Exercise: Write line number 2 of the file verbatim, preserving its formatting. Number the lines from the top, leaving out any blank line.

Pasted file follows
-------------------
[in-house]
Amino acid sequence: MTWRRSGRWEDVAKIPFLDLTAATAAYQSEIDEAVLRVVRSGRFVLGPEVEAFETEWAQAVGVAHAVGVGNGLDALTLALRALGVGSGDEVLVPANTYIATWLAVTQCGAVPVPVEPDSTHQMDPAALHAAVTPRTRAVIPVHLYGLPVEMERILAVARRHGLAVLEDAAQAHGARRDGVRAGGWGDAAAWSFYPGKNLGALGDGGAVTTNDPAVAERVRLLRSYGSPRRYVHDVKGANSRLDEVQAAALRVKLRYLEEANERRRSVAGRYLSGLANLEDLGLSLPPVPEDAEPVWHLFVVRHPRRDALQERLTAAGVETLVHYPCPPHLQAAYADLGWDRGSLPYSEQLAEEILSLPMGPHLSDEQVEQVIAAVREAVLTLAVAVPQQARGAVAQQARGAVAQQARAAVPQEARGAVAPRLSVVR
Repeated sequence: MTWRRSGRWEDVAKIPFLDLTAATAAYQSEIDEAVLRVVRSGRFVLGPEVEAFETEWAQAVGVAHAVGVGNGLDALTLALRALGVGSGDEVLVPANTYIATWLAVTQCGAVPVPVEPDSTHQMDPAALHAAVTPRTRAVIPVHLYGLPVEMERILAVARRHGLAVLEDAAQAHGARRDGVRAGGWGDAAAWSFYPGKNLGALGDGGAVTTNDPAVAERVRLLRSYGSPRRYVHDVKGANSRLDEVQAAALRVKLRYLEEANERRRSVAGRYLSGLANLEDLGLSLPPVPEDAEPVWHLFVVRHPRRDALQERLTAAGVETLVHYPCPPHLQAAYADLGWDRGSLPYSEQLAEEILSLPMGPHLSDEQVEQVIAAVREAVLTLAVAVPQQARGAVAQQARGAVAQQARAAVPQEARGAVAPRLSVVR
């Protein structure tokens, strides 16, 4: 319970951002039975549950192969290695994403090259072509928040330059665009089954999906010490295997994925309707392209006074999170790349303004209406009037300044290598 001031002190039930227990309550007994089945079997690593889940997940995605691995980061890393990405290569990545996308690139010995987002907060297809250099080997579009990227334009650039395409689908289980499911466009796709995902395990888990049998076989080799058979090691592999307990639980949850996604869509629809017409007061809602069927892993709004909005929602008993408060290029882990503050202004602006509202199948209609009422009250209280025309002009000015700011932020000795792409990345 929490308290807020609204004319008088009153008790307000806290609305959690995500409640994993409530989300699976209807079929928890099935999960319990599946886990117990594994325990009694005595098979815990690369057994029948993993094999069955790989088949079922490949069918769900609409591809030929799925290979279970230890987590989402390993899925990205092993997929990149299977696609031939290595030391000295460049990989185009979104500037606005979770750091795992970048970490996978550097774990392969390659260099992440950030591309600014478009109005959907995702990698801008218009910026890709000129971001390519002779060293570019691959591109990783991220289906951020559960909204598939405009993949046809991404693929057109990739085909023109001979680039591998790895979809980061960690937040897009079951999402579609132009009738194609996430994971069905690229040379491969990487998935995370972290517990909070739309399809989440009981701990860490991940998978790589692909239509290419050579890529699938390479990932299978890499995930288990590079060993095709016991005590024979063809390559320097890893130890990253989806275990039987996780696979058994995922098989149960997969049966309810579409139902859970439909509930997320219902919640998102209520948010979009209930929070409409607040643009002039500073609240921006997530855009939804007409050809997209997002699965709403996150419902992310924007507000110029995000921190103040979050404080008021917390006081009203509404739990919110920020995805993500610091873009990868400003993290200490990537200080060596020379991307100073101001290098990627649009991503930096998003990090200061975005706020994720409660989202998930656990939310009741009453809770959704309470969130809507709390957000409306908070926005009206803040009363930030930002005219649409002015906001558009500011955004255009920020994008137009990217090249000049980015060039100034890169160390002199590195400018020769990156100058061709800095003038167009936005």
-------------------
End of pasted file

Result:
Amino acid sequence: MTWRRSGRWEDVAKIPFLDLTAATAAYQSEIDEAVLRVVRSGRFVLGPEVEAFETEWAQAVGVAHAVGVGNGLDALTLALRALGVGSGDEVLVPANTYIATWLAVTQCGAVPVPVEPDSTHQMDPAALHAAVTPRTRAVIPVHLYGLPVEMERILAVARRHGLAVLEDAAQAHGARRDGVRAGGWGDAAAWSFYPGKNLGALGDGGAVTTNDPAVAERVRLLRSYGSPRRYVHDVKGANSRLDEVQAAALRVKLRYLEEANERRRSVAGRYLSGLANLEDLGLSLPPVPEDAEPVWHLFVVRHPRRDALQERLTAAGVETLVHYPCPPHLQAAYADLGWDRGSLPYSEQLAEEILSLPMGPHLSDEQVEQVIAAVREAVLTLAVAVPQQARGAVAQQARGAVAQQARAAVPQEARGAVAPRLSVVR